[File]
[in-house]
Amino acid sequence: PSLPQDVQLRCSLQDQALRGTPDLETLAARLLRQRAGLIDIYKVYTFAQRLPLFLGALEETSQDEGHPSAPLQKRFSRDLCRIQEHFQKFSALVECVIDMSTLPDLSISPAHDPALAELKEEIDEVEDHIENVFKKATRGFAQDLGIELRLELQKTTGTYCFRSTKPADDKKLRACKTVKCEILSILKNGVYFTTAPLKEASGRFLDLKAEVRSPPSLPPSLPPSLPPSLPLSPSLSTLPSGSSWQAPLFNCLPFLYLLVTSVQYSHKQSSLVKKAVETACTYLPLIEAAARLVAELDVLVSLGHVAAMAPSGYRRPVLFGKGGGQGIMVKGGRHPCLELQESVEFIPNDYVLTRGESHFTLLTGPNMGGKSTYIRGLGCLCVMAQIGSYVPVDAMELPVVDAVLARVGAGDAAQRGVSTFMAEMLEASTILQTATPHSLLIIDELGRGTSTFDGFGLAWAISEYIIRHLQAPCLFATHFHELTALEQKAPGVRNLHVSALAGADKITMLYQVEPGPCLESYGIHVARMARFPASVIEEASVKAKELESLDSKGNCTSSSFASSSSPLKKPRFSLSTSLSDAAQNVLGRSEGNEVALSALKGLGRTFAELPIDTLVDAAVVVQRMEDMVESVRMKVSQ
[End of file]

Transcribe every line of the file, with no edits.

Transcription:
[in-house]
Amino acid sequence: PSLPQDVQLRCSLQDQALRGTPDLETLAARLLRQRAGLIDIYKVYTFAQRLPLFLGALEETSQDEGHPSAPLQKRFSRDLCRIQEHFQKFSALVECVIDMSTLPDLSISPAHDPALAELKEEIDEVEDHIENVFKKATRGFAQDLGIELRLELQKTTGTYCFRSTKPADDKKLRACKTVKCEILSILKNGVYFTTAPLKEASGRFLDLKAEVRSPPSLPPSLPPSLPPSLPLSPSLSTLPSGSSWQAPLFNCLPFLYLLVTSVQYSHKQSSLVKKAVETACTYLPLIEAAARLVAELDVLVSLGHVAAMAPSGYRRPVLFGKGGGQGIMVKGGRHPCLELQESVEFIPNDYVLTRGESHFTLLTGPNMGGKSTYIRGLGCLCVMAQIGSYVPVDAMELPVVDAVLARVGAGDAAQRGVSTFMAEMLEASTILQTATPHSLLIIDELGRGTSTFDGFGLAWAISEYIIRHLQAPCLFATHFHELTALEQKAPGVRNLHVSALAGADKITMLYQVEPGPCLESYGIHVARMARFPASVIEEASVKAKELESLDSKGNCTSSSFASSSSPLKKPRFSLSTSLSDAAQNVLGRSEGNEVALSALKGLGRTFAELPIDTLVDAAVVVQRMEDMVESVRMKVSQ